Legislature(1997 - 1998)
04/28/1997 02:10 PM FIN
* first hearing in first committee of referral
= bill was previously heard/scheduled
= bill was previously heard/scheduled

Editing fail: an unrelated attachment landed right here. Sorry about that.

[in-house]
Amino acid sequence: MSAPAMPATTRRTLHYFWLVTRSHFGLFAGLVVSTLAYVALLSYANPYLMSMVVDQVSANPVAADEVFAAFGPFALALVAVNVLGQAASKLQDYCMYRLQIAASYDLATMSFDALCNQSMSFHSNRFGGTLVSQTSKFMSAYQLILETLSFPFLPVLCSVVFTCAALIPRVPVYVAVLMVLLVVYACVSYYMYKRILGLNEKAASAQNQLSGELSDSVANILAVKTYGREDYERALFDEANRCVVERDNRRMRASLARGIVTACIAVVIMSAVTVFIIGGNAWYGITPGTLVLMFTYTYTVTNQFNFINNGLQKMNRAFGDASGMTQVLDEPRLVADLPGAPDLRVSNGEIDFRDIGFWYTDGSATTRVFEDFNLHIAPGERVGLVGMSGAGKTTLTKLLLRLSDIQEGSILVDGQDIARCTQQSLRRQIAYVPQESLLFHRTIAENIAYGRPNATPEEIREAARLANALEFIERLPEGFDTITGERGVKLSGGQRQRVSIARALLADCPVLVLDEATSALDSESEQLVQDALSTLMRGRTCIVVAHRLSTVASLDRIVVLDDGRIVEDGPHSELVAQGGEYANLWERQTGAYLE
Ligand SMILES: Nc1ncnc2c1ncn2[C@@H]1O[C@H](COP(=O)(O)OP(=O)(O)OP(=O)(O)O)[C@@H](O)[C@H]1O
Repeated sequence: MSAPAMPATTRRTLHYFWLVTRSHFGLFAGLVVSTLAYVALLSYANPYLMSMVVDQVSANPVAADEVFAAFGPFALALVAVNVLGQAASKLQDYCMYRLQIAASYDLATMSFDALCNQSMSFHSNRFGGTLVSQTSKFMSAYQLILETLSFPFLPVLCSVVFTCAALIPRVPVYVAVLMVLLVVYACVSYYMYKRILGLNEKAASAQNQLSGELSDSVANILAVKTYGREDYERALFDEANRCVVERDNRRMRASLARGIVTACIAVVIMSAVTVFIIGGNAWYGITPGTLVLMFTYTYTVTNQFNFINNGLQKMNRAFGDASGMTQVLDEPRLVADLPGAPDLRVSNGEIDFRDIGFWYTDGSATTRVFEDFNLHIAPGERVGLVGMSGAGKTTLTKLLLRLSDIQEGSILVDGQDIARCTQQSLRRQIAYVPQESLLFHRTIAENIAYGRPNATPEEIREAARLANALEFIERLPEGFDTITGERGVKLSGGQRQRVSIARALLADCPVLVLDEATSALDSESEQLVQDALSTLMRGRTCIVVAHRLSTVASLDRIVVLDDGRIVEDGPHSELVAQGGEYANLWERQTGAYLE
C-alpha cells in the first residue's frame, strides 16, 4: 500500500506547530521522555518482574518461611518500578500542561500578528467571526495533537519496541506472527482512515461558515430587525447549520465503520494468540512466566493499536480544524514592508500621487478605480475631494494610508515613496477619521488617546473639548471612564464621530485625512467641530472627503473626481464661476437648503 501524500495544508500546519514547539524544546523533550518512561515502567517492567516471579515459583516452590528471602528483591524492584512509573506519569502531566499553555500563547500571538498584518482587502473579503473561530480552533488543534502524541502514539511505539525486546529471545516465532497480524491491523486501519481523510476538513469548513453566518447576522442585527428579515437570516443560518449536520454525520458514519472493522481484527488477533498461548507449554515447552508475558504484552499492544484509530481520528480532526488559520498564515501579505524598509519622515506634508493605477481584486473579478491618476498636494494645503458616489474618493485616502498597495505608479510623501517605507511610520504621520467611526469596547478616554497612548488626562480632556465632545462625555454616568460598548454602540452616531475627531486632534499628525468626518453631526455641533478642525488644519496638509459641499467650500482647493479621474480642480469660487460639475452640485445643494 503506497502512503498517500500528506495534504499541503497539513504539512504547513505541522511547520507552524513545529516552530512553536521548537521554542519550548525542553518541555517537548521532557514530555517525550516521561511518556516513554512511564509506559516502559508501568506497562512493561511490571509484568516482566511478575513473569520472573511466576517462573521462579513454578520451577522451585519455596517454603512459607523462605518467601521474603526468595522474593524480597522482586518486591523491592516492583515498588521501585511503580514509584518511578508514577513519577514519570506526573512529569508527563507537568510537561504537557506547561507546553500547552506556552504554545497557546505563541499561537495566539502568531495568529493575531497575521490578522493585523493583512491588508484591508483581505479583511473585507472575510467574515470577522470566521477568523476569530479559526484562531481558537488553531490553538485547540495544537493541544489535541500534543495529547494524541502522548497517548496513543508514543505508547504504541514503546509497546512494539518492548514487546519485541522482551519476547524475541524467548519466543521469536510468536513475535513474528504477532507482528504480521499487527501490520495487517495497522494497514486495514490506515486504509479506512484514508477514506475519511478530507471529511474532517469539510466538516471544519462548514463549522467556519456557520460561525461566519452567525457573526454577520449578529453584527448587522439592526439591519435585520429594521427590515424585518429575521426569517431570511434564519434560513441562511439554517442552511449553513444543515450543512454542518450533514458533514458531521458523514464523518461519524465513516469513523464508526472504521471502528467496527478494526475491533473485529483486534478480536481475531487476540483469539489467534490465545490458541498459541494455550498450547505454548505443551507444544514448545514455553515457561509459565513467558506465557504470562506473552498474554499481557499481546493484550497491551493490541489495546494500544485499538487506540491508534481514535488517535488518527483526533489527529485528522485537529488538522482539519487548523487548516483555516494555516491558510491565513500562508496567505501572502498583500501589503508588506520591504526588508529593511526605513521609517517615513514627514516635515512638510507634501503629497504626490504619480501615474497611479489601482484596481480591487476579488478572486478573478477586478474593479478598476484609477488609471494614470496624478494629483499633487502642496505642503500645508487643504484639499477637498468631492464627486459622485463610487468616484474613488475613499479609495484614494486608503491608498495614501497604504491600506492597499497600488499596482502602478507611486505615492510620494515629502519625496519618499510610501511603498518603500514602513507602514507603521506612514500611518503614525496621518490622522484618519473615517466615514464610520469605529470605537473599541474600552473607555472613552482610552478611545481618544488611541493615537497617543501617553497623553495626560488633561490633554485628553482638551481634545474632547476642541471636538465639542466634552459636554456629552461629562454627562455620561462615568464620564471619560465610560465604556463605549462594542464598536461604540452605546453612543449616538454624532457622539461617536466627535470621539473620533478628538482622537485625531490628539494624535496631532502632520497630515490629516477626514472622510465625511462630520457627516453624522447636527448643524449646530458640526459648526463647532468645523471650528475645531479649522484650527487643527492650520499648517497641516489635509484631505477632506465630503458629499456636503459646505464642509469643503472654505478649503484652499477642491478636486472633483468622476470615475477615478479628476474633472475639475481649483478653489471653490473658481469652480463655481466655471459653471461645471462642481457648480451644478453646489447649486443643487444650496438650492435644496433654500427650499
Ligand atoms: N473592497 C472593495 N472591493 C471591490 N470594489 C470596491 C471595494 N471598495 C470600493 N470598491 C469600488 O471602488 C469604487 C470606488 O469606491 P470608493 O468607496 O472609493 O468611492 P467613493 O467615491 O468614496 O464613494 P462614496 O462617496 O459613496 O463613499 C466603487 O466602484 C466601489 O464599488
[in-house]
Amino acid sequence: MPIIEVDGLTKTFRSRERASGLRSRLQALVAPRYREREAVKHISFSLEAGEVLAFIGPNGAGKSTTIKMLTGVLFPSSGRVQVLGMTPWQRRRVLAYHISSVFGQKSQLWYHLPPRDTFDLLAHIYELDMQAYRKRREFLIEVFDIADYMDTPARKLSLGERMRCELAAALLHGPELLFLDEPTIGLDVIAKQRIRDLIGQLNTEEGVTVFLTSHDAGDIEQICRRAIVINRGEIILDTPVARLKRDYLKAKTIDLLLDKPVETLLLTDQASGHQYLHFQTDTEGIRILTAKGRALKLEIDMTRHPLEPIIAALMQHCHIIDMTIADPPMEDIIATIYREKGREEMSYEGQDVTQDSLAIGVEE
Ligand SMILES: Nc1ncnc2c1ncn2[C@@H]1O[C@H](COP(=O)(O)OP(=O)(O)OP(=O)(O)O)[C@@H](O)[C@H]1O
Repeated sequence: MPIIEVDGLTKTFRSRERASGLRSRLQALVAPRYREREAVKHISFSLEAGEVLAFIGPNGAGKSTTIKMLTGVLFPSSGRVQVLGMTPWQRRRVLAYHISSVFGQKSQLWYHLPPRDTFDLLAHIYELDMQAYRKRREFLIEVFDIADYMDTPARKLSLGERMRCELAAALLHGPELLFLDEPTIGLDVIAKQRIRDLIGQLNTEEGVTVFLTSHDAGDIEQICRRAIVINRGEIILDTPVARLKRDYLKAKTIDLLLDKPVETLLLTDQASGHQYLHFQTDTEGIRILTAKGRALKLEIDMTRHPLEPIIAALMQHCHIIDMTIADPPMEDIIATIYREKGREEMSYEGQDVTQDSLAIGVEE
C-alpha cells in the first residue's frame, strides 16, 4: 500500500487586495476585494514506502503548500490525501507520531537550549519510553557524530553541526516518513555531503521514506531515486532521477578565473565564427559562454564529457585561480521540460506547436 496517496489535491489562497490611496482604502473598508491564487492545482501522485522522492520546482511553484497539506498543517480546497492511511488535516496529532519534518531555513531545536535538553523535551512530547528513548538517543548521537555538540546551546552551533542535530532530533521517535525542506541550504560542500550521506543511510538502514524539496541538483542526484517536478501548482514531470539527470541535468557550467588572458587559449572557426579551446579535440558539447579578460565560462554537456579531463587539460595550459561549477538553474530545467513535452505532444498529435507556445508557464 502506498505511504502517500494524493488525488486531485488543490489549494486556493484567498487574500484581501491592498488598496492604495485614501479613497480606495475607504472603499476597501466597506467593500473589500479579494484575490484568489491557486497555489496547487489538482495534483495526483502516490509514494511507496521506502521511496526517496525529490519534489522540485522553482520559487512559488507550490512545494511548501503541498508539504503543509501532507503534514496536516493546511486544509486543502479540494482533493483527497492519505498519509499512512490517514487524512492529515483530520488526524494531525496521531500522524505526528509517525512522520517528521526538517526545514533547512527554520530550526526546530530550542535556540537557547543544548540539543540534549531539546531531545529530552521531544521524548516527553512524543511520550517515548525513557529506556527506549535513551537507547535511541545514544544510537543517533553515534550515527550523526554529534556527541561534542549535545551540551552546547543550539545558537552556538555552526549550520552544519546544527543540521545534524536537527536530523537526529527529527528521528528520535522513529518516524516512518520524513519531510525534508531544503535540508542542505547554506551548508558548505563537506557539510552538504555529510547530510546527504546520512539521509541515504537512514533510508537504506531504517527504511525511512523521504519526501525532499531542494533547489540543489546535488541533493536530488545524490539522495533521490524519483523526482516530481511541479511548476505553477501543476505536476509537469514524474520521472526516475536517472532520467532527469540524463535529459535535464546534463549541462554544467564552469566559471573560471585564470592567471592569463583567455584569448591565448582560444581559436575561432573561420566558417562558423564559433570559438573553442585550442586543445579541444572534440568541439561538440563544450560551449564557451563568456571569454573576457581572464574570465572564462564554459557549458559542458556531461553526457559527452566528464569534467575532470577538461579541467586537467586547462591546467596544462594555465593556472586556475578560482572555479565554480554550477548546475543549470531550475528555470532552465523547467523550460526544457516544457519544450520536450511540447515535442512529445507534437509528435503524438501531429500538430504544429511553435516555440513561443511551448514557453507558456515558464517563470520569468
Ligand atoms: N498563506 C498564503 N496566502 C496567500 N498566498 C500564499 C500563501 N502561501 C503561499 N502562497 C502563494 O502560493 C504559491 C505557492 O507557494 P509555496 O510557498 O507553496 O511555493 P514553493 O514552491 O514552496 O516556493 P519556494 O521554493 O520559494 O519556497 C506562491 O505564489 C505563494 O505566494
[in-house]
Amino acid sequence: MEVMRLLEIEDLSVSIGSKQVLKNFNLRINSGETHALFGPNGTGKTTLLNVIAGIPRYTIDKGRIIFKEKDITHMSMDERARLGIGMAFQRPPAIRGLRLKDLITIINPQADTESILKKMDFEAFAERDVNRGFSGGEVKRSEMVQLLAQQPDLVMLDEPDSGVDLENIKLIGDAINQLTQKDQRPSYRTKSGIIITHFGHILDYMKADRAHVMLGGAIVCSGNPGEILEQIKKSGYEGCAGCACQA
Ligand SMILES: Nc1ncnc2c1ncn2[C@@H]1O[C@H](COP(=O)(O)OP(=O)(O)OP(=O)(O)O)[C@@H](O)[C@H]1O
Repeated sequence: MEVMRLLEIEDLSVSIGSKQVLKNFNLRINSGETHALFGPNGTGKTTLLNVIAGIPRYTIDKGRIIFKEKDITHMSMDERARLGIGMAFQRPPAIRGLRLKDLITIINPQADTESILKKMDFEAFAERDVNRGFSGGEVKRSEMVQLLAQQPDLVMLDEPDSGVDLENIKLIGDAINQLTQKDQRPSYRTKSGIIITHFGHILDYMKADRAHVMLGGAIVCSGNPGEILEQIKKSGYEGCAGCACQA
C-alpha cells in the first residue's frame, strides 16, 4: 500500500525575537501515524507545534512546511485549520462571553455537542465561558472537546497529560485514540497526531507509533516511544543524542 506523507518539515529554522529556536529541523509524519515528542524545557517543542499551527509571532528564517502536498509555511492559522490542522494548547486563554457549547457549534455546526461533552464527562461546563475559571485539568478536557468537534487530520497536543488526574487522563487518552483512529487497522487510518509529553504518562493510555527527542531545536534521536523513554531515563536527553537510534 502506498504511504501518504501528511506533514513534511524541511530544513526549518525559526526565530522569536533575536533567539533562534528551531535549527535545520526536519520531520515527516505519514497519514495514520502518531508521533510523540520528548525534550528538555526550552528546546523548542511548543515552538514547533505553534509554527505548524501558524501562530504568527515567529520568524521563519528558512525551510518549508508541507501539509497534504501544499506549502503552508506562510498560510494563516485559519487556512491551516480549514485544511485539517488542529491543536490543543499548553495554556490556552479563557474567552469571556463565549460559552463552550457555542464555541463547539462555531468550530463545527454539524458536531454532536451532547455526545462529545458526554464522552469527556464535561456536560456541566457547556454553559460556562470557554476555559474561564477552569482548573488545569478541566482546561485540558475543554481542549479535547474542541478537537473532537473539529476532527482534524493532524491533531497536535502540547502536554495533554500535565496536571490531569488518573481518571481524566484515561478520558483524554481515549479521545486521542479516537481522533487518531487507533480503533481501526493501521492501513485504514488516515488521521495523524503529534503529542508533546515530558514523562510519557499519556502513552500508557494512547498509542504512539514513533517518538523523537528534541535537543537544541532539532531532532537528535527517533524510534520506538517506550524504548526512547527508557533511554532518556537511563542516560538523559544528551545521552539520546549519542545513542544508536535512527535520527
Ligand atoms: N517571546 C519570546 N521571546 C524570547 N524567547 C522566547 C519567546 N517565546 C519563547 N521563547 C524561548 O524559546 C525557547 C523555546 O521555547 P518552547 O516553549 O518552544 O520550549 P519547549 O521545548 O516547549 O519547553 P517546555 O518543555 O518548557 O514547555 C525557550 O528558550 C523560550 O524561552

SENATE BILL 67 "An Act relating to the imposition of criminal sentences; and amending Rule 32.2, Alaska Rules of Criminal Procedure." BRETT HUBER, STAFF, SENATOR RICK HALFORD, noted that when a felon is sentenced to a term of imprisonment, the public often receives a false sense of security by believing the criminal will actually be incarcerated for the stated sentence. As a result of "good time", as well as mandatory and discretional parole provisions, the actual sentence served is virtually guaranteed to be less than that which is imposed by the judge. If enacted, SB 67 would require that a victim of a crime, their family, as well as the public, be provided with an accurate statement of the minimum period of time which must be served before the criminal is released. At the very least, the victim and their families, as well the public, deserve an honest and accurate assessment of the amount of time a criminal will actually be incarcerated. SB 67 requires that the judge provide this information. Mr. Huber continued, the enactment of SB 67 would also allow the Department of Corrections to receive up to $650 thousand dollars in federal funds which are available to states which meet federal "truth in sentencing" guidelines. Representative Mulder asked how the legislation would help the State qualify for receiving truth in sentencing grants. Mr. Huber noted that Section #2 of the bill added language by the Department of Law. The federal truth in sentencing grant had initially required states to have a minimum of 85% of the sentence actually served by those convicted. Since that time, the federal government revamped the program. Section #2 does not change any of the sentencing or mandatory parole procedures that the State is in, although, it does provide language which the Department of Law is comfortable will allow Alaska to qualify for the federal aid dollars. Mr. Huber noted that the fiscal note accompanying the bill was prepared by the Senate Finance Committee and indicates estimated federal receipts including the estimated 10% general fund match. Representative Foster MOVED to report CS SB 67 (JUD) out of 5 Committee with individual recommendations and with the accompanying fiscal notes. Representative Mulder OBJECTED. He noted that he was considering an amendment which would address the surcharges on criminal offense fines. The convicts who are able to pay for criminal offenses should be assessed those fees. He believed the State lagged behind the federal assessment allowance. An amendment would allow the State to recoup funds and money to go back for the victims. Representative Mulder WITHDREW his OBJECTION. There being NO further OBJECTION, it was so ordered. CS SB 67 (FIN) was reported out of Committee with a "do pass" recommendation and with fiscal notes by the Alaska Court System, two by the Department of Public Safety dated 3/5/97, the Department of Law dated 3/5/97 and the Senate Finance Committee dated 3/13/97. #SB161 SENATE BILL 161 "An Act relating to management of certain municipal assets by the Alaska Permanent Fund Corporation." SENATOR BERT SHARP stated that the legislation would authorize the Permanent Fund Corporation to manage the assets of a municipal savings or investment account. The parameter of a management agreement starts on Page 1, Line 9, through the remainder of the bill. These were established by the corporation as conditions to accommodate without compromising their mission. The legislation would offer municipalities the option of investing management services within Alaska. The management costs would be totally reimbursable to the Permanent Fund Corporation by the municipalities. Representative Martin asked the advantage to the local municipalities. Senator Sharp pointed out that local governments had sold the utilities. Co-Chair Therriault commented that the University's trust and assets were managed by the Department of Revenue. Representative J. Davies asked if the appropriation account would be a general fund expenditure. Senator Sharp explained that the Permanent Fund Corporation had voiced concern that the money not be deposited into the general fund, instead, it be returned to the Permanent Fund Corporation through the Earnings Reserve Account, confirmed by the Legislature. Representative Davies agreed, although, noted that the Earnings Reserve Account is an appropriation account and appropriations from that account do not appear as general funds. 6 Senator Sharp stated that the fiscal note indicates that the funds appear as corporate receipts to the Permanent Fund. The fiscal note indicates that there was a reimbursement of the Permanent Fund earnings account for those expenses. Co- Chair Therriault stated that budgeting for the corporation come from corporate receipts from the earnings reserve. The money which comes for the management of the fund would be tracked in a similar fashion. Representative J. Davies asked if the reserve earnings would remain in the municipal account. Senator Sharp responded that any earnings not drawn by the municipality on an annual basis would stay and increase the assets on the municipalities account. (Tape Change HFC 97-114, Side 2). Representative G. Davis pointed out that the Alaska Municipal League has initiated and is operating a Municipal Investment Pool. He suggested that if members were curious as to how much money each municipality has to invest, they could track those area pools. Representative Foster MOVED to report CS SB 161 (FIN) out of Committee with individual recommendations and with the accompanying fiscal note. There being NO OBJECTION, it was so ordered. CS SB 161 (FIN) was reported out of Committee with a "do pass" recommendation and with the a fiscal note by the Department of Revenue dated 4/15/97.